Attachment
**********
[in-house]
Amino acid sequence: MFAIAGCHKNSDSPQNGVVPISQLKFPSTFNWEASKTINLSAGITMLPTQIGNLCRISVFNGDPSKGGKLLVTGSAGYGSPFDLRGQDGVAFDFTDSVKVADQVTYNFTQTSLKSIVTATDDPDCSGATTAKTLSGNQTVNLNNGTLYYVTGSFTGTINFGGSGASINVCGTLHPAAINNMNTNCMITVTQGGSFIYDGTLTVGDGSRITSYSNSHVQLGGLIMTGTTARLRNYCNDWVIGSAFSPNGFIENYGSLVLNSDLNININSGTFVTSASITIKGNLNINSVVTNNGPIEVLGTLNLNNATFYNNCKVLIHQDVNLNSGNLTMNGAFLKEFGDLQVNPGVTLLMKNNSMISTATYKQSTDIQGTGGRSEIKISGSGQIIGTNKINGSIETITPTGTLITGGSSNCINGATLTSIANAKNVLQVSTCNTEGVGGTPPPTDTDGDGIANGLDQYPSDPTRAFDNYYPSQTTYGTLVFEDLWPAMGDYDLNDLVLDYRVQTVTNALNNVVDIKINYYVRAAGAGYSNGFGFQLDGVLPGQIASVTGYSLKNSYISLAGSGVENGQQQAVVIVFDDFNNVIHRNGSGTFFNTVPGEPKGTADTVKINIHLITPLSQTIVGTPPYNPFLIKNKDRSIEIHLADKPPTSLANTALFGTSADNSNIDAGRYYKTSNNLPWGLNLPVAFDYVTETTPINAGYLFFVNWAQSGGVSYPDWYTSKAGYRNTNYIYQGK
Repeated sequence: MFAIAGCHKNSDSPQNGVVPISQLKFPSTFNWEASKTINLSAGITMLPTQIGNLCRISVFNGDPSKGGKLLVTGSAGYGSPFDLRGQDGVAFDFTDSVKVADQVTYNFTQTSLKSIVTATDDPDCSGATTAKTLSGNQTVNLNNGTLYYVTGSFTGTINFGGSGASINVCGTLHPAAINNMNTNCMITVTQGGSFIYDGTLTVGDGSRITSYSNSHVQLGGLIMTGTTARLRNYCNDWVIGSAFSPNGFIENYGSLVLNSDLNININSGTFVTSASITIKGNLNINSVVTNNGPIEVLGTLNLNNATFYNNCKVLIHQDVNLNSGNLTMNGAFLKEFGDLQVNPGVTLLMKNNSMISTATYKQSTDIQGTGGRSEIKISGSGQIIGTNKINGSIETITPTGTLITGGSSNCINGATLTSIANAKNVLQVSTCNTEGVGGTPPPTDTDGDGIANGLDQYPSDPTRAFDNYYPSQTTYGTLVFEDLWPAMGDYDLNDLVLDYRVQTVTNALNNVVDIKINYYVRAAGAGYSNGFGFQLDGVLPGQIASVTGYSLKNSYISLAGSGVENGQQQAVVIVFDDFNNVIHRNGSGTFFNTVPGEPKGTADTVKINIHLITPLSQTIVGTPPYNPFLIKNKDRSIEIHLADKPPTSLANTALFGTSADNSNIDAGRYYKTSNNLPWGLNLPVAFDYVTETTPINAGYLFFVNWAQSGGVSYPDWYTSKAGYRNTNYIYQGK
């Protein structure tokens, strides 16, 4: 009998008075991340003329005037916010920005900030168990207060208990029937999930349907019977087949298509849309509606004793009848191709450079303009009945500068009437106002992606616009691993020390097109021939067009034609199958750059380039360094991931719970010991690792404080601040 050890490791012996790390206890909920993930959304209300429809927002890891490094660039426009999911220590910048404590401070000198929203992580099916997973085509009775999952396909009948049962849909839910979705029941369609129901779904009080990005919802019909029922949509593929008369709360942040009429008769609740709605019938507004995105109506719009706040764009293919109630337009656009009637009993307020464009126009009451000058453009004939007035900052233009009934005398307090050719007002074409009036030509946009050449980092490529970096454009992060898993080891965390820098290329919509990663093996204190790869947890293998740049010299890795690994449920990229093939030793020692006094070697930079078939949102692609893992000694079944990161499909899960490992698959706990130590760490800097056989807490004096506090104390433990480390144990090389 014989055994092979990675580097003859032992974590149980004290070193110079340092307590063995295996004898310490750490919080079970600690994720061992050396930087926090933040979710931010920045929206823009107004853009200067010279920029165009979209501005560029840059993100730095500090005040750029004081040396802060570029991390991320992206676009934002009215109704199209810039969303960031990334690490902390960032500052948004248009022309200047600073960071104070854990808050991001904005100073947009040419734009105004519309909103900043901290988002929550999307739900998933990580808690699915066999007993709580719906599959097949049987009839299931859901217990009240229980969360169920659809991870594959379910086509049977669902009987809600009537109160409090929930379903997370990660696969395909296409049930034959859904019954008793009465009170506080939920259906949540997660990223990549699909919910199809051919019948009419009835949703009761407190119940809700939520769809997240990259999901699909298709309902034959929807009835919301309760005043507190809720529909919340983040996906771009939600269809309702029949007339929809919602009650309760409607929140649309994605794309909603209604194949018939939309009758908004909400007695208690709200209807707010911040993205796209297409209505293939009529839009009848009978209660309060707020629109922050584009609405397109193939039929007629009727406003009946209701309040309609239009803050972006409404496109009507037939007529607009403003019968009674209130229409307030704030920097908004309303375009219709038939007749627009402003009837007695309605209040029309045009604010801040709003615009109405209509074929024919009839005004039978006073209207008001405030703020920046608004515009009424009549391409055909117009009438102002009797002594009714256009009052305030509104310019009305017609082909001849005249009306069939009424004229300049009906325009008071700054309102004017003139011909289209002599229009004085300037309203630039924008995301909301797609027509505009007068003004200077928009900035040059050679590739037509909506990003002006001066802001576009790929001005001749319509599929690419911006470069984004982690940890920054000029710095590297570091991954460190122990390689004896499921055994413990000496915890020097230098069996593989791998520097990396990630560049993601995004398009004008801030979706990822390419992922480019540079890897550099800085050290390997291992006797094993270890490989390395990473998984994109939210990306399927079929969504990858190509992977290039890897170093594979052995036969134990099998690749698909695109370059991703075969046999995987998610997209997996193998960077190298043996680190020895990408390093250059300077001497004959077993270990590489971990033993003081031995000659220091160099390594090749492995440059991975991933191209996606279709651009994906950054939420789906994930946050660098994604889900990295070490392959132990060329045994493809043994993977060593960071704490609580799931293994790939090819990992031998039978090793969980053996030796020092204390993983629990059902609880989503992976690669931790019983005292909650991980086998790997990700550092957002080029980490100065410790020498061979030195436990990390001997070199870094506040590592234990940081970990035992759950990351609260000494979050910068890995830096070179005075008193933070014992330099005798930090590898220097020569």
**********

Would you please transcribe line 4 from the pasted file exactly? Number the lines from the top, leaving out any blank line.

């Protein structure tokens, strides 16, 4: 009998008075991340003329005037916010920005900030168990207060208990029937999930349907019977087949298509849309509606004793009848191709450079303009009945500068009437106002992606616009691993020390097109021939067009034609199958750059380039360094991931719970010991690792404080601040 050890490791012996790390206890909920993930959304209300429809927002890891490094660039426009999911220590910048404590401070000198929203992580099916997973085509009775999952396909009948049962849909839910979705029941369609129901779904009080990005919802019909029922949509593929008369709360942040009429008769609740709605019938507004995105109506719009706040764009293919109630337009656009009637009993307020464009126009009451000058453009004939007035900052233009009934005398307090050719007002074409009036030509946009050449980092490529970096454009992060898993080891965390820098290329919509990663093996204190790869947890293998740049010299890795690994449920990229093939030793020692006094070697930079078939949102692609893992000694079944990161499909899960490992698959706990130590760490800097056989807490004096506090104390433990480390144990090389 014989055994092979990675580097003859032992974590149980004290070193110079340092307590063995295996004898310490750490919080079970600690994720061992050396930087926090933040979710931010920045929206823009107004853009200067010279920029165009979209501005560029840059993100730095500090005040750029004081040396802060570029991390991320992206676009934002009215109704199209810039969303960031990334690490902390960032500052948004248009022309200047600073960071104070854990808050991001904005100073947009040419734009105004519309909103900043901290988002929550999307739900998933990580808690699915066999007993709580719906599959097949049987009839299931859901217990009240229980969360169920659809991870594959379910086509049977669902009987809600009537109160409090929930379903997370990660696969395909296409049930034959859904019954008793009465009170506080939920259906949540997660990223990549699909919910199809051919019948009419009835949703009761407190119940809700939520769809997240990259999901699909298709309902034959929807009835919301309760005043507190809720529909919340983040996906771009939600269809309702029949007339929809919602009650309760409607929140649309994605794309909603209604194949018939939309009758908004909400007695208690709200209807707010911040993205796209297409209505293939009529839009009848009978209660309060707020629109922050584009609405397109193939039929007629009727406003009946209701309040309609239009803050972006409404496109009507037939007529607009403003019968009674209130229409307030704030920097908004309303375009219709038939007749627009402003009837007695309605209040029309045009604010801040709003615009109405209509074929024919009839005004039978006073209207008001405030703020920046608004515009009424009549391409055909117009009438102002009797002594009714256009009052305030509104310019009305017609082909001849005249009306069939009424004229300049009906325009008071700054309102004017003139011909289209002599229009004085300037309203630039924008995301909301797609027509505009007068003004200077928009900035040059050679590739037509909506990003002006001066802001576009790929001005001749319509599929690419911006470069984004982690940890920054000029710095590297570091991954460190122990390689004896499921055994413990000496915890020097230098069996593989791998520097990396990630560049993601995004398009004008801030979706990822390419992922480019540079890897550099800085050290390997291992006797094993270890490989390395990473998984994109939210990306399927079929969504990858190509992977290039890897170093594979052995036969134990099998690749698909695109370059991703075969046999995987998610997209997996193998960077190298043996680190020895990408390093250059300077001497004959077993270990590489971990033993003081031995000659220091160099390594090749492995440059991975991933191209996606279709651009994906950054939420789906994930946050660098994604889900990295070490392959132990060329045994493809043994993977060593960071704490609580799931293994790939090819990992031998039978090793969980053996030796020092204390993983629990059902609880989503992976690669931790019983005292909650991980086998790997990700550092957002080029980490100065410790020498061979030195436990990390001997070199870094506040590592234990940081970990035992759950990351609260000494979050910068890995830096070179005075008193933070014992330099005798930090590898220097020569």